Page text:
Case 2: . In this situation, we do have a Ryanmen wait shape, but that 7 still isn’t helping. In all likelihood, that 7 will come out within the first few turns.
What does this tell opponents? An early discarded 7 is likely to be a Senki-suji, indicating a possible dangerous wait 2 counts away. In this case, 7 – 2 = 5, so it would be understood that is a dangerous wait.
Here is a list of all the Senki-suji. Note that there is no Senki-suji for 5. An early discarded 5 is more likely to be an Ura-suji, or possibly an indication of Hon Itsu.
Ura-suji can show up at any time, but they are most frequent in midgame. They represent a Kanchan wait upgrading to Ryanmen. This means the discarded tile lies just outside of a dangerous wait, one count higher (or lower). To illustrate, let’s use an example Tenpai hand. We can Riichi here, but what tile should we discard?
In this case, it’s a matter of choosing between a Ryanmen or a Kanchan wait. We know that a Ryanmen is better, so we’ll probably discard the and Riichi.
What does this tell opponents? That 9 is likely to be an Ura-suji, lying outside a dangerous wait one count away. In this case, 9 – 1 = 8, so it would be understood that is a dangerous wait.
Here is a list of the dangerous waits indicated by Ura-suji. Watch out for TWO Ryanmen waits that can be used when a 5 is discarded.
Matagi-suji are almost exclusive to late game discards. They indicate a Toitsu being broken down to take a Ryanmen shape. This means that the discarded tile lies between the two ends of a dangerous wait (and there are often two possible waits that enclose it). Again, here’s an example to illustrate how it works. We can Riichi with this hand, but which tile should we discard?
The most efficient move would be to discard a . What would this tell opponents? Since it was kept until late game, it may be a Matagi-suji, which lies between the two ends of a Ryanmen wait. The two Ryanmen waits that enclose are and . Therefore, it would be understood that one of those two waits is dangerous.
This concept of Matagi-suji is based on the versatility of a shape like . Someone playing by the most efficient strategy possible will be trying to form Mentsu and will worry about pairs later. This is where a shape is so useful: it can be broken down at any time to get either a Toitsu OR a Ryanmen shape. So it will most likely be saved until late game when another Toitsu has appeared and the Ryanmen shape is now needed.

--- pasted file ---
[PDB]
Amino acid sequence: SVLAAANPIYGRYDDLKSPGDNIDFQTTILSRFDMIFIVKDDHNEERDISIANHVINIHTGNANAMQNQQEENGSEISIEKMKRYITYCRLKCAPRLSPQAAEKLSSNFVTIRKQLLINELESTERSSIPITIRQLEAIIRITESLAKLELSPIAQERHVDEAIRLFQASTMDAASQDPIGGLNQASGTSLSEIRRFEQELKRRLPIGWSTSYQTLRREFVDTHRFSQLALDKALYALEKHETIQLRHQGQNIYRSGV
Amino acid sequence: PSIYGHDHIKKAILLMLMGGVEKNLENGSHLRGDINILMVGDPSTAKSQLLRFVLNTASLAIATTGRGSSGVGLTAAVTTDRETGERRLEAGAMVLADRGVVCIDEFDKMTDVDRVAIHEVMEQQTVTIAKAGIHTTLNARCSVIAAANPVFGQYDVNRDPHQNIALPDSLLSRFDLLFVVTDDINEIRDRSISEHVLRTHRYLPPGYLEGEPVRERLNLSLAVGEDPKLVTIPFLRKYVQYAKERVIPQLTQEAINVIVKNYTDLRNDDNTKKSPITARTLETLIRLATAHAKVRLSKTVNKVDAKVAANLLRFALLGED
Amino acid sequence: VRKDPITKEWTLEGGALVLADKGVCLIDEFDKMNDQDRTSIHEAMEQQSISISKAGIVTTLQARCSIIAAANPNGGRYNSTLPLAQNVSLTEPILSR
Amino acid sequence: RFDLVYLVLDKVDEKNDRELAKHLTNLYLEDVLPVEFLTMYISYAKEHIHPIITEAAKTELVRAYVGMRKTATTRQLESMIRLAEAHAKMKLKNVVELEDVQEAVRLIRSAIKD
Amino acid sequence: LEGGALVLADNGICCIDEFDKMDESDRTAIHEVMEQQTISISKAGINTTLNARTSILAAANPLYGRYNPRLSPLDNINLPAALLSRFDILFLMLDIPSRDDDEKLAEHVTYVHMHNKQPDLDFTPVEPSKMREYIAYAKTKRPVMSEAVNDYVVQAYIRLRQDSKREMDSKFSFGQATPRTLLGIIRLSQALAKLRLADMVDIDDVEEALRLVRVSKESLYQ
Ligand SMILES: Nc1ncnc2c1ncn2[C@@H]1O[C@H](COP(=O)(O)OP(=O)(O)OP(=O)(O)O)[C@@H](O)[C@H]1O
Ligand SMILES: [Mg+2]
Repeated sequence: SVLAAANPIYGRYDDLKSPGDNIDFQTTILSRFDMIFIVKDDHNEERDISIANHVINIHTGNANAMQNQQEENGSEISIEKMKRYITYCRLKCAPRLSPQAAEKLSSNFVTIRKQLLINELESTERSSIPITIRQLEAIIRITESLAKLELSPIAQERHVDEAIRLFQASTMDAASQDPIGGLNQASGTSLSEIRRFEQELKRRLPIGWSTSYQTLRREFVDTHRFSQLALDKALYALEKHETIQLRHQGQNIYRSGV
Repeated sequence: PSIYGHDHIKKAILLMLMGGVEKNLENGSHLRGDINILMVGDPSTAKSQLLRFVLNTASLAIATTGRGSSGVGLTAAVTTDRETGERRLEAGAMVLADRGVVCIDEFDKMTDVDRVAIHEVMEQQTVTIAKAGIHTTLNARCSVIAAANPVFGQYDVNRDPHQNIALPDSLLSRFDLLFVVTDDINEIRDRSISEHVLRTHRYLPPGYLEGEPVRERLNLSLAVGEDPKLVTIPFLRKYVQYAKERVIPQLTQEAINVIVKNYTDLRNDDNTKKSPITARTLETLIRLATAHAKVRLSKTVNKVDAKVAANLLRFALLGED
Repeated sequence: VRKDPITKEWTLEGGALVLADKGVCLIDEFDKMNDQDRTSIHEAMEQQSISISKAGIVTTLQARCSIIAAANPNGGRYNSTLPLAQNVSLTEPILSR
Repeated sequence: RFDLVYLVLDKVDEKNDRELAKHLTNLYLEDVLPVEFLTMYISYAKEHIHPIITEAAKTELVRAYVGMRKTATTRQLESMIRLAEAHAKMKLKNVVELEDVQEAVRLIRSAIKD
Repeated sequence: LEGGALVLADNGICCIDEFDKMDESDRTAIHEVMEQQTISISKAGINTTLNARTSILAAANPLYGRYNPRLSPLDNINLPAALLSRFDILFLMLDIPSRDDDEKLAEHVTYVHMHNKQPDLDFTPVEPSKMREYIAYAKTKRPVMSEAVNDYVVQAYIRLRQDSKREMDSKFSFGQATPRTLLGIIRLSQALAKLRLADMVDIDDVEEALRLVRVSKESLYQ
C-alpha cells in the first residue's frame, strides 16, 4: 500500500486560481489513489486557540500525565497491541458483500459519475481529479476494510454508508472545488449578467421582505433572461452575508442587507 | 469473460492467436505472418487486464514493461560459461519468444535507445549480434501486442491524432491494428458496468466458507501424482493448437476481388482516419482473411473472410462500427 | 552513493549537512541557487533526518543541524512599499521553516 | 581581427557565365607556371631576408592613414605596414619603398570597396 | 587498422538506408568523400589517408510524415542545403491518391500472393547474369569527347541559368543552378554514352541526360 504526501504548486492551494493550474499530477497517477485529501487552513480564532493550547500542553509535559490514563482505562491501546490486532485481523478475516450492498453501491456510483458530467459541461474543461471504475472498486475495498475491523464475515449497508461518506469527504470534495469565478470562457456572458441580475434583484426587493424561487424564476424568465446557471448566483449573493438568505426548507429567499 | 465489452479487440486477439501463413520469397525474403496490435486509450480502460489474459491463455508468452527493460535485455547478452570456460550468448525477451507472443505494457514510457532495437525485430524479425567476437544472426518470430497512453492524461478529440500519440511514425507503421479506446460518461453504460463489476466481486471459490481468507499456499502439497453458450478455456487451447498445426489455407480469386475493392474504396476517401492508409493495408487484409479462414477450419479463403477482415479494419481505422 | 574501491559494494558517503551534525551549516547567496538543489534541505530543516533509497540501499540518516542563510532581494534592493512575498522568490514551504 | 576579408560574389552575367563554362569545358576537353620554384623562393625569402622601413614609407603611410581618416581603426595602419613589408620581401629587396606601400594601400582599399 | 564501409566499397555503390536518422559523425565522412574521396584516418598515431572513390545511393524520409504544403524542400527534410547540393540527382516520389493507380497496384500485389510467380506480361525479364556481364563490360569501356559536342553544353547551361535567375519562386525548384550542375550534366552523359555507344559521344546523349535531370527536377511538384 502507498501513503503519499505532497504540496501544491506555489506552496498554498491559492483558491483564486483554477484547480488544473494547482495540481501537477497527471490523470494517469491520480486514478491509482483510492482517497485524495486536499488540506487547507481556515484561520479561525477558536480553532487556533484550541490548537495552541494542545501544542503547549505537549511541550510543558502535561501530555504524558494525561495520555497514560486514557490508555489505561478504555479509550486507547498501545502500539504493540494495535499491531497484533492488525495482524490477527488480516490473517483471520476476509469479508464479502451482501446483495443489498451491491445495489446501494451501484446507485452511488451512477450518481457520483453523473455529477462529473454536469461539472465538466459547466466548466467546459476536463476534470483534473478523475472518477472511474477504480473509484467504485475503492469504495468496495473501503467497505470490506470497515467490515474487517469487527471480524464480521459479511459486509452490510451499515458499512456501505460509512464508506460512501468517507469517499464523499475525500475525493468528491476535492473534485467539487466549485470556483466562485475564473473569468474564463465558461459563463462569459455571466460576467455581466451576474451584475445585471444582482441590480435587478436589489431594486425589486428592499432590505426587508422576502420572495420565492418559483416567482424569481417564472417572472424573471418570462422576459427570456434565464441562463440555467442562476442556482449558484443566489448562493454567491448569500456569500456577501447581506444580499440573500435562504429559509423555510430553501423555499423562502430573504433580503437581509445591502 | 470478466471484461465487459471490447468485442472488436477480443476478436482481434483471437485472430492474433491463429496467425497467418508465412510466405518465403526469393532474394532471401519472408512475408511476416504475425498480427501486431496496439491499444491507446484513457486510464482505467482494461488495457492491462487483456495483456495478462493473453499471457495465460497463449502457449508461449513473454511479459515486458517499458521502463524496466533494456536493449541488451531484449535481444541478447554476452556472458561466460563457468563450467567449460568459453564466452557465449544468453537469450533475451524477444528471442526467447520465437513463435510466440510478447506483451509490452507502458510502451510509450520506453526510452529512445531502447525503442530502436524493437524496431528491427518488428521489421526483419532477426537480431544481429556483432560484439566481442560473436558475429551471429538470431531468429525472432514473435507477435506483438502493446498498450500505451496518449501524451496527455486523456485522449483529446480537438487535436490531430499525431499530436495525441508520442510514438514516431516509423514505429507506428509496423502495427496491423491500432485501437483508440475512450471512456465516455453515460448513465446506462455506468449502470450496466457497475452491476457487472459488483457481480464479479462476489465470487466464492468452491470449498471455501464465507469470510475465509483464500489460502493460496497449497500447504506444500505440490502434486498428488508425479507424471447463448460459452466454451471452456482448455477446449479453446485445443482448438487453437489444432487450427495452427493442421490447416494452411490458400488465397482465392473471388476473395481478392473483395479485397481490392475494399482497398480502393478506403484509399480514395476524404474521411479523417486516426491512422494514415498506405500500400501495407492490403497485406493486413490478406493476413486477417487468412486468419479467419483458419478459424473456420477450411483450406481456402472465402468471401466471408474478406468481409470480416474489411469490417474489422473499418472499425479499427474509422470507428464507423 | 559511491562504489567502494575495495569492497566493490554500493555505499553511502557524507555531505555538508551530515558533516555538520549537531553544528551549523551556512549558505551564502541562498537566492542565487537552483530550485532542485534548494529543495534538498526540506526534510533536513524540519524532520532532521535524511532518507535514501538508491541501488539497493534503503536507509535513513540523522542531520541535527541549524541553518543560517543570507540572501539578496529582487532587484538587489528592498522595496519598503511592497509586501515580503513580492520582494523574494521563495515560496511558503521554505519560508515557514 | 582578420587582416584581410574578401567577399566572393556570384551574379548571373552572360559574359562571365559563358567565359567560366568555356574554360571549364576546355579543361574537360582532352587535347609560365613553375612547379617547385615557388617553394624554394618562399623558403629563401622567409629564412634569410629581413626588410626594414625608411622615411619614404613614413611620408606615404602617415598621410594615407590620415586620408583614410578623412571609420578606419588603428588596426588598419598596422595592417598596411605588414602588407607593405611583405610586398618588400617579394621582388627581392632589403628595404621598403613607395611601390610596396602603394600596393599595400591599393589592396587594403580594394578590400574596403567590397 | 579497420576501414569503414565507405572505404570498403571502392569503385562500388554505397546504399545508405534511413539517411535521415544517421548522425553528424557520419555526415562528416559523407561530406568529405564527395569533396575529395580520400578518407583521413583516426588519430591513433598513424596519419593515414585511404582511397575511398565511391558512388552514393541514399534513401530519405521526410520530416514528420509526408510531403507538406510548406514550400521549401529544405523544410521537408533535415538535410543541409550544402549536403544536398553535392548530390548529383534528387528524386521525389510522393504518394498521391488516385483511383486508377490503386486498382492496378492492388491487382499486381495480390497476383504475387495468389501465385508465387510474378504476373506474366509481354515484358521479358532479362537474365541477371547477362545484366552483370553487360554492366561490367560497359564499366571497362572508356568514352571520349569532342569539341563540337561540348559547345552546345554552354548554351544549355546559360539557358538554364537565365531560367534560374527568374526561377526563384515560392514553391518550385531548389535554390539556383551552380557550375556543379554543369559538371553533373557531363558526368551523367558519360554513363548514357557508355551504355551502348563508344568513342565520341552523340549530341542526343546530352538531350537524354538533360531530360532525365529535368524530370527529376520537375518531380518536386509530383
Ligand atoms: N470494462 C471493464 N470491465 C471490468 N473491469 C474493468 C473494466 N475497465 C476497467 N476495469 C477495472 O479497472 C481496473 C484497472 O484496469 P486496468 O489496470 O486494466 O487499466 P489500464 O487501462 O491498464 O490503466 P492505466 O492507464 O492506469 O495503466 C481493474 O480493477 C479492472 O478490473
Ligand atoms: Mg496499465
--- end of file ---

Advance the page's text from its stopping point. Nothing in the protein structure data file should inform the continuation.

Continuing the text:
Because of this, you’ll rarely see Matagi-suji in early game. Take advantage of this! If you see an early discard, you can be almost certain that it didn’t come from a shape. This means is likely to be a safe tile later!
Here is a list of dangerous waits indicated by Matagi-suji. Note that the 1 and 9 won’t form Matagi-suji, so watch out for Ura-suji instead.
Think about this for a second: when an opponent discards a , what’s dangerous? If we consider the various Suji theories presented here, we might guess the dangerous waits are the Senki-suji , the Ura-suji , and the Matagi-suji and . In fact, the only safe tiles left are the Omote-suji, and ! Just knowing what all the Suji are is only the first step. We must be able to identify which Suji types are most likely to be indicated by each discarded tile. From here on, let’s focus on strategies that narrow down the options for dangerous waits.
Aida yon ken
Aida Yon Ken is a discard pattern in which a four-count interval is enclosed between two number tile discards. For example, discarding and forms an Aida Yon Ken; the interval between the two discards is .